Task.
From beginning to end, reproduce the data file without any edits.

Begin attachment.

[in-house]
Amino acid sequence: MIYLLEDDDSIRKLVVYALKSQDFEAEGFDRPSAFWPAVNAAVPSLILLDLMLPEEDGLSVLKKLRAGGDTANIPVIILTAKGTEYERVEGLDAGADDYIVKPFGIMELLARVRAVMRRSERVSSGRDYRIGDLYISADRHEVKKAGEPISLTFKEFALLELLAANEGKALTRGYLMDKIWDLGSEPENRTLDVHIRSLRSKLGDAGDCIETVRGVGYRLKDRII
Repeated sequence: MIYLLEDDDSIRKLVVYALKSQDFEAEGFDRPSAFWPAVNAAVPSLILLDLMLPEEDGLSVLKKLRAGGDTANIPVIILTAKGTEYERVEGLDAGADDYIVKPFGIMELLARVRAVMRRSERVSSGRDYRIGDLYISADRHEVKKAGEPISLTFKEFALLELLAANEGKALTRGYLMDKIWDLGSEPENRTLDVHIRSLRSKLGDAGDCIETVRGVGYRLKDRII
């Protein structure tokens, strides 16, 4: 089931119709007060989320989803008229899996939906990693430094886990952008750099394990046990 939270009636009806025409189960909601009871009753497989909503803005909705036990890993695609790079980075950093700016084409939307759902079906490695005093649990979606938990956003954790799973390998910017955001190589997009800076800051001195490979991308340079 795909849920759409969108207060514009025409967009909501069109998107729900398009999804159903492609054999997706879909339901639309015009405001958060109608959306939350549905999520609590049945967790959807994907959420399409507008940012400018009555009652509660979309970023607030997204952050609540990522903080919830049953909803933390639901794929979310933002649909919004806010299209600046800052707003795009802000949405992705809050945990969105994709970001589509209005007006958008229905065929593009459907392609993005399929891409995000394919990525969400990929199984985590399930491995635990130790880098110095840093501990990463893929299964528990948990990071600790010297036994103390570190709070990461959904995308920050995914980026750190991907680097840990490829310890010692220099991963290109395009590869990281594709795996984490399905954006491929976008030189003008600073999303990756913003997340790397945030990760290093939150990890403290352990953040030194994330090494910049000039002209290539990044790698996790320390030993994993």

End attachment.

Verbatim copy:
[in-house]
Amino acid sequence: MIYLLEDDDSIRKLVVYALKSQDFEAEGFDRPSAFWPAVNAAVPSLILLDLMLPEEDGLSVLKKLRAGGDTANIPVIILTAKGTEYERVEGLDAGADDYIVKPFGIMELLARVRAVMRRSERVSSGRDYRIGDLYISADRHEVKKAGEPISLTFKEFALLELLAANEGKALTRGYLMDKIWDLGSEPENRTLDVHIRSLRSKLGDAGDCIETVRGVGYRLKDRII
Repeated sequence: MIYLLEDDDSIRKLVVYALKSQDFEAEGFDRPSAFWPAVNAAVPSLILLDLMLPEEDGLSVLKKLRAGGDTANIPVIILTAKGTEYERVEGLDAGADDYIVKPFGIMELLARVRAVMRRSERVSSGRDYRIGDLYISADRHEVKKAGEPISLTFKEFALLELLAANEGKALTRGYLMDKIWDLGSEPENRTLDVHIRSLRSKLGDAGDCIETVRGVGYRLKDRII
């Protein structure tokens, strides 16, 4: 089931119709007060989320989803008229899996939906990693430094886990952008750099394990046990 939270009636009806025409189960909601009871009753497989909503803005909705036990890993695609790079980075950093700016084409939307759902079906490695005093649990979606938990956003954790799973390998910017955001190589997009800076800051001195490979991308340079 795909849920759409969108207060514009025409967009909501069109998107729900398009999804159903492609054999997706879909339901639309015009405001958060109608959306939350549905999520609590049945967790959807994907959420399409507008940012400018009555009652509660979309970023607030997204952050609540990522903080919830049953909803933390639901794929979310933002649909919004806010299209600046800052707003795009802000949405992705809050945990969105994709970001589509209005007006958008229905065929593009459907392609993005399929891409995000394919990525969400990929199984985590399930491995635990130790880098110095840093501990990463893929299964528990948990990071600790010297036994103390570190709070990461959904995308920050995914980026750190991907680097840990490829310890010692220099991963290109395009590869990281594709795996984490399905954006491929976008030189003008600073999303990756913003997340790397945030990760290093939150990890403290352990953040030194994330090494910049000039002209290539990044790698996790320390030993994993």